Now may be the time for Canadian homeowners to prepare for the summer cooling market and get pre-approved for a mortgage before jumping in.
With prices continuing to go down and the Canadian housing market not cooling off, it’s another good time for buying.
Experts recommend that you go through a mortgage professional to understand your financial capability and the availability of different loans.
Nicki van der Leest, mortgage expert with rates.ca in Toronto, Ont., tells Global News that buyers who haven’t checked in with a professional.
To know exactly what their financial situation is could be surprised to find the home they thought was in their budget isn’t.
“The financing needs to be the very first thing a new or experienced homebuyer jumps into if they want to make their purchase as hassle-free and useful as possible,” he says.
Cox doesn’t agree with those who say you should wait until “your finances are more stable before buying a home.”
If you are considering mortgage, as the Bank of Canada gears up for another interest rate decision on Sept.
7, here are some of the questions to ask before signing on the dotted line to avoid any shocks in your monthly payments:
Types Of Mortgage Professionals: What You Should Know?
Buying a home is different from buying a house because an agent is typically looking after something, whereas the mortgage company wants to help you secure an affordable loan.
Be sure you understand the terminology and are dealing with someone who not just understands the nuances of the industry, but also has the capabilities to help you with your problems.
A mortgage specialist is typically a professional employed directly by a bank or other specific lender.
They’re able to sell mortgage products at that institution but won’t typically have access to mortgage rates and offers outside their lender, says Eitan Pinsky, owner of Pinsky Mortgages in Vancouver.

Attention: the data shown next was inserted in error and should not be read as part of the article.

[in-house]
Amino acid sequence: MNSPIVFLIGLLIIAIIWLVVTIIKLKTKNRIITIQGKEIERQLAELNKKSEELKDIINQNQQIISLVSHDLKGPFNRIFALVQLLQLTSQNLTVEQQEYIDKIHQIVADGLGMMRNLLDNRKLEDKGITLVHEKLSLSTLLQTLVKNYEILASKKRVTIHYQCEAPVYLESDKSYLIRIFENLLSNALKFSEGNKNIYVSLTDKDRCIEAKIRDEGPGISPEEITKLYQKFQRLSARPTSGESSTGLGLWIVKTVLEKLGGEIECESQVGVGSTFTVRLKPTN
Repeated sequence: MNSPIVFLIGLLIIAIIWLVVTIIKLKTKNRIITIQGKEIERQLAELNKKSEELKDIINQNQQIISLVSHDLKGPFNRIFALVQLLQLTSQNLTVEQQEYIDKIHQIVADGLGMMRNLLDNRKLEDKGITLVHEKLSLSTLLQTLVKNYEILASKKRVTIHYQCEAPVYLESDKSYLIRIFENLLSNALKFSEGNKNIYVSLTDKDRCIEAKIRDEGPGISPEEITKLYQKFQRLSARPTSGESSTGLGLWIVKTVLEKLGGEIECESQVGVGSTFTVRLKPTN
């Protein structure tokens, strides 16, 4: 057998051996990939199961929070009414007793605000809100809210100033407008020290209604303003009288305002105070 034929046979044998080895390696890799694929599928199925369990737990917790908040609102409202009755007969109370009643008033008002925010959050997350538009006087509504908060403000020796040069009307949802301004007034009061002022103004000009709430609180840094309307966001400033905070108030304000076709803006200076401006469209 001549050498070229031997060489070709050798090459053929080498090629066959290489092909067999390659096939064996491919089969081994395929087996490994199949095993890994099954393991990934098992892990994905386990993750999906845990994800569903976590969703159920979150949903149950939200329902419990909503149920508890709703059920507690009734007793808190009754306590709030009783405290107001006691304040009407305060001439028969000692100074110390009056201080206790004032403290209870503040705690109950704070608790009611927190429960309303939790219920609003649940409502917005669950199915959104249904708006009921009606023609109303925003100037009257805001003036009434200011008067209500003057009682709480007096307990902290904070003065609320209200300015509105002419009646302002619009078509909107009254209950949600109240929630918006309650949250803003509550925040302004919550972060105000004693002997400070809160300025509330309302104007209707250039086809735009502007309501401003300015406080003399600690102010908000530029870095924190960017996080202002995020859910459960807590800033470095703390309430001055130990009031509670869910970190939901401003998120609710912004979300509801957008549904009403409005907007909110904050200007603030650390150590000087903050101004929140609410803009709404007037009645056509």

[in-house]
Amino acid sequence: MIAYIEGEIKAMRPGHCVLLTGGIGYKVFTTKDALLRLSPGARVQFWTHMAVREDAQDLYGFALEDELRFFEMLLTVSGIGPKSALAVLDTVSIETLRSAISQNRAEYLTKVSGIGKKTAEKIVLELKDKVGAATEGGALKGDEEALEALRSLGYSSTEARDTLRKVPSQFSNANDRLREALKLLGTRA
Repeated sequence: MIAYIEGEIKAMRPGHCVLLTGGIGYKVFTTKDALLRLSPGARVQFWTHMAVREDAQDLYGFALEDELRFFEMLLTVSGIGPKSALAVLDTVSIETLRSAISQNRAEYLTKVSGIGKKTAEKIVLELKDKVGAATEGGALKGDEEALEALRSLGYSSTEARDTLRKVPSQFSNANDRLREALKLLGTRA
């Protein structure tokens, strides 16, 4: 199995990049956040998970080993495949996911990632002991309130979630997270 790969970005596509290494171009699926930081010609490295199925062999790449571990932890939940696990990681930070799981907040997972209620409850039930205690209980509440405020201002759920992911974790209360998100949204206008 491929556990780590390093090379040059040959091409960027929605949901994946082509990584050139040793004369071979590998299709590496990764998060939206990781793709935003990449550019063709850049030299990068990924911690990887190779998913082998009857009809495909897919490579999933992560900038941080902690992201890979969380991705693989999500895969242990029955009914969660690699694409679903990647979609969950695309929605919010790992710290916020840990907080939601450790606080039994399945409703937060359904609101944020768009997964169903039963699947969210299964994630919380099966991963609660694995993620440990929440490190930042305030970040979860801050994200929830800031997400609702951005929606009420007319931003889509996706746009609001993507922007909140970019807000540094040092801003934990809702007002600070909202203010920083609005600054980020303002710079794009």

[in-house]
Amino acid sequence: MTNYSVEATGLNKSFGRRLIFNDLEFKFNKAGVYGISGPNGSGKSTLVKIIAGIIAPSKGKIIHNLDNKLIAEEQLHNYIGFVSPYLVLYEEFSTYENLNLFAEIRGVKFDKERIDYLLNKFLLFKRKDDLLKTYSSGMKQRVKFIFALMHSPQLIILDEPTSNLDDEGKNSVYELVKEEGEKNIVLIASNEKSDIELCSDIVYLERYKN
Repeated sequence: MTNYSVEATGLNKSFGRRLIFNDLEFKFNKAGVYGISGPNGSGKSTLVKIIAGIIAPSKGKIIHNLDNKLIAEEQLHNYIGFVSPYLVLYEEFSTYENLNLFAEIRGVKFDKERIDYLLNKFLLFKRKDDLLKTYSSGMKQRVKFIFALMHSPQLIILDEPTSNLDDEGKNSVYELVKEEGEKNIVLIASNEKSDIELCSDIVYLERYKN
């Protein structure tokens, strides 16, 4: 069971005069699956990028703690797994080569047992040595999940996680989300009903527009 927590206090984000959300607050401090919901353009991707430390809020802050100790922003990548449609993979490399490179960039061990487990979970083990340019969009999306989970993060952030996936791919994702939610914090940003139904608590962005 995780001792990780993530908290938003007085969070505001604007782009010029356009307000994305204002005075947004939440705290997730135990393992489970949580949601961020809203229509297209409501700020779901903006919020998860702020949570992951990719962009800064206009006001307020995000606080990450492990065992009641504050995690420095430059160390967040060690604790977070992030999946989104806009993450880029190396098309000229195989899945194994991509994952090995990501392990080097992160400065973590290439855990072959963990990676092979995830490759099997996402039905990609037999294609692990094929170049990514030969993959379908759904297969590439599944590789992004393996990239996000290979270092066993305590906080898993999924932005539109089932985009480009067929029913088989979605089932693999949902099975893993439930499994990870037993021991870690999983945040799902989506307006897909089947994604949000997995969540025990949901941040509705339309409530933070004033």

Sub-mortgage brokers work in B.C. and their counterparts in Ontario typically work as mortgage agents.
Pinsky is a mortgage broker, whose team members in B.C. are called sub-mortgage brokers (in Ontario, typically you see the term “mortgage agent”).
Mortgages and mortgage brokers can switch seamlessly between different institutions to find more attractive options while still staying within their business interests.
Brokers must be properly licensed, and such professionals cannot use the title of broker without being properly credentialed. This includes state entities
Pinsky says that anyone can call themselves a mortgage “adviser” or “expert,” and those terms could apply to either specialists or brokers, so confirm which is the case with your contact.
Mortgage starter questions to set the stage
Both Pinsky and Tran have a series of questions they’d pepper an expert with to set expectations.
Be aware of the turnaround time for getting pre-approved, how much fees you need to pay, which lenders they tend to work with and their experience in the industry.
Those with good financial status and steady employment may be charged significantly less but those with destroyed credit records and businesses stand to face the biggest burden.
To get a mortgage from an alternative lender, you may need to pay fees like startup costs and setup fees.
Pinksy says one aspect of a property purchase that often goes unseen is the cost of closing it. Legal fees, land transfer taxes and other costs can add up at the end of the process.
Customer education is a big part of what the company does, for which Mr. Kaskiewicz says the company has had a good response.
What happens if interest rates rise?